Larisa Sadilova’s film Once in Trubchevsk has premiered in the Cannes Film Festival’s Un Certain Regard (Certain Glance) contest at the Palace of Festivals on the Croisette embankment.
The film giving a glimpse of everyday life in a remote Russian province drew warm applause from the festival’s guests and journalists. The Debussy film hall was packed to capacity. The plot is set in a Russian village and tells a story of two families destined to experience betrayals and partings before they make a decision to get back to their previous life, TASS reports.
"The Cannes festival welcomes Russian director Larisa Sadilova for the first time, but this is a seventh film in her career," the festival’s spokesman said. According to the organizers, Sadilova’s new film, "a chronicle of Russian provincial life, is distinguished by warmth and sincerity of narration and an excellent cast."
This year two Russian films are presented in the Un Certain Regard contest. The other is Kantemir Blagov’s Dylda. This is a second time Balagov, 27, participates in the Cannes Festival. In 2017, his debut release called Closeness earned the prize of the international federation of the film press FIPRESCI.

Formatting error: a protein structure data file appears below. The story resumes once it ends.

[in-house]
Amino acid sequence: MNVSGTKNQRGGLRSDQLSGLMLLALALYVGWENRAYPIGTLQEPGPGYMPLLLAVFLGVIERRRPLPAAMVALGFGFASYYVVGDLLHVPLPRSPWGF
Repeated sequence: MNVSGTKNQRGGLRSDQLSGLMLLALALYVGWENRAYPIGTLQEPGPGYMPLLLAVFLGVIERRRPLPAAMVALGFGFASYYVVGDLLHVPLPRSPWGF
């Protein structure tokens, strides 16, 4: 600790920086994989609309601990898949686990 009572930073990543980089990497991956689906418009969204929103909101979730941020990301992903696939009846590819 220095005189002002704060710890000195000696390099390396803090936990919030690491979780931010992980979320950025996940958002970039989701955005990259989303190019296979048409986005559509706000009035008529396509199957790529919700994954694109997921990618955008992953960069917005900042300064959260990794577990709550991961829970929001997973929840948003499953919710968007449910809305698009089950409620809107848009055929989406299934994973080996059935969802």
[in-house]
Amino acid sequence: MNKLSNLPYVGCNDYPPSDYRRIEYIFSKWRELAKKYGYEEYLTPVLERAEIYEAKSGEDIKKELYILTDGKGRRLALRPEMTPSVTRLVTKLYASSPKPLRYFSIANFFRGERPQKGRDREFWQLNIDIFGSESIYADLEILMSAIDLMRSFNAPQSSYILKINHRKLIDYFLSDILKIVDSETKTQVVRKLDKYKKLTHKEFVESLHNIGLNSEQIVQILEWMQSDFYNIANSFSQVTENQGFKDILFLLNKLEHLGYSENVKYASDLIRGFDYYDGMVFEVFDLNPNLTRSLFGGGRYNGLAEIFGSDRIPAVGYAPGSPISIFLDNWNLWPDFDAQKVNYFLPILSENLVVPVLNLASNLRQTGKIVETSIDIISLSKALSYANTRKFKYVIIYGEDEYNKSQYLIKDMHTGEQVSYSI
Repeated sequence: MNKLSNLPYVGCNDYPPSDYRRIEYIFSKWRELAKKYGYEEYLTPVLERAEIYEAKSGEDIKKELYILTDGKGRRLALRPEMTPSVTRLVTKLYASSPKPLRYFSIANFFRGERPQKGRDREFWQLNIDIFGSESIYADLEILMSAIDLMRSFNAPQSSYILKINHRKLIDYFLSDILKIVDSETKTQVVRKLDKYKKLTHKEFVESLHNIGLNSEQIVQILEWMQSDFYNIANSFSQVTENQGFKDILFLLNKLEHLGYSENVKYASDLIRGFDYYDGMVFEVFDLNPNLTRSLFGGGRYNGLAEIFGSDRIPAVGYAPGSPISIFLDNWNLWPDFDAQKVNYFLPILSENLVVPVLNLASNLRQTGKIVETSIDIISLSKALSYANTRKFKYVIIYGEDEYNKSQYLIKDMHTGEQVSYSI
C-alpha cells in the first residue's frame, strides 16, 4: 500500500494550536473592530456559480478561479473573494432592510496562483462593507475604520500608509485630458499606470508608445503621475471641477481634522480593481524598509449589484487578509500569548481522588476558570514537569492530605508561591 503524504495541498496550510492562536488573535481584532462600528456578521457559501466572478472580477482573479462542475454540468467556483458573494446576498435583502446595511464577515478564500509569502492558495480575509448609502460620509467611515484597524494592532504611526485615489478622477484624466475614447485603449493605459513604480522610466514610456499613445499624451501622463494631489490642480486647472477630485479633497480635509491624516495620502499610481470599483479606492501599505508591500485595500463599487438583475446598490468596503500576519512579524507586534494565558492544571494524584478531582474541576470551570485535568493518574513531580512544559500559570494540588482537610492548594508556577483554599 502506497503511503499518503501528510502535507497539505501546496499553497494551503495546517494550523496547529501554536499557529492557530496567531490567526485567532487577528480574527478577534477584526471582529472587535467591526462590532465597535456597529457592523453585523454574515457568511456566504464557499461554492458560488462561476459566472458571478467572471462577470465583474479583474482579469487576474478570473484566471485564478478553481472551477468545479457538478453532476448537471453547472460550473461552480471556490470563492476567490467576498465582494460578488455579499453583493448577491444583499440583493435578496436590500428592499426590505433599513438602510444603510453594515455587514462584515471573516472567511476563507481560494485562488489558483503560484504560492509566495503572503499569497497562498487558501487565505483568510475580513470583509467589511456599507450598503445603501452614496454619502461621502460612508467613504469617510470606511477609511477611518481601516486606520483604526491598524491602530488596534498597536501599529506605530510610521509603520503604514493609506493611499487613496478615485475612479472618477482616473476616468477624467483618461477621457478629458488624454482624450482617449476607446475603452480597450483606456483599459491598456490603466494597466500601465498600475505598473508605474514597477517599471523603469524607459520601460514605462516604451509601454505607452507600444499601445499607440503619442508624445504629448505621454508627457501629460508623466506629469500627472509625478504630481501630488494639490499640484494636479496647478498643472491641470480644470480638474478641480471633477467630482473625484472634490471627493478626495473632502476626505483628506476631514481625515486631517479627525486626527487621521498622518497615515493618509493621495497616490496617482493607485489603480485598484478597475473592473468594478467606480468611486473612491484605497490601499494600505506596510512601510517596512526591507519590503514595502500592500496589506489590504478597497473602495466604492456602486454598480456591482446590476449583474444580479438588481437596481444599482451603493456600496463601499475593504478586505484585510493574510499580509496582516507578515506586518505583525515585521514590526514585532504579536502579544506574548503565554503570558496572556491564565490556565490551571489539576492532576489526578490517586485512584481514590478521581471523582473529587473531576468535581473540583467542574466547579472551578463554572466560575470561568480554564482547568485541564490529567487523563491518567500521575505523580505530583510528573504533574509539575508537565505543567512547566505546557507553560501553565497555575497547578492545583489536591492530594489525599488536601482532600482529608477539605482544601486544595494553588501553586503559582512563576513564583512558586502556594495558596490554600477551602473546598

Soviet and Russian films have participated in the Cannes Festival since its establishment in 1946. In the first postwar year the Grand Prix went to the Soviet film The Turning Point (director Fridrikh Ermler, screenplay by Boris Chirskov). And the Best Director Award went to Mikhail Romm’s Girl No. 217.
The 72nd Cannes film festival is being held on May 14-25. The winner in the Un Certain Regard contest will be named on May 24.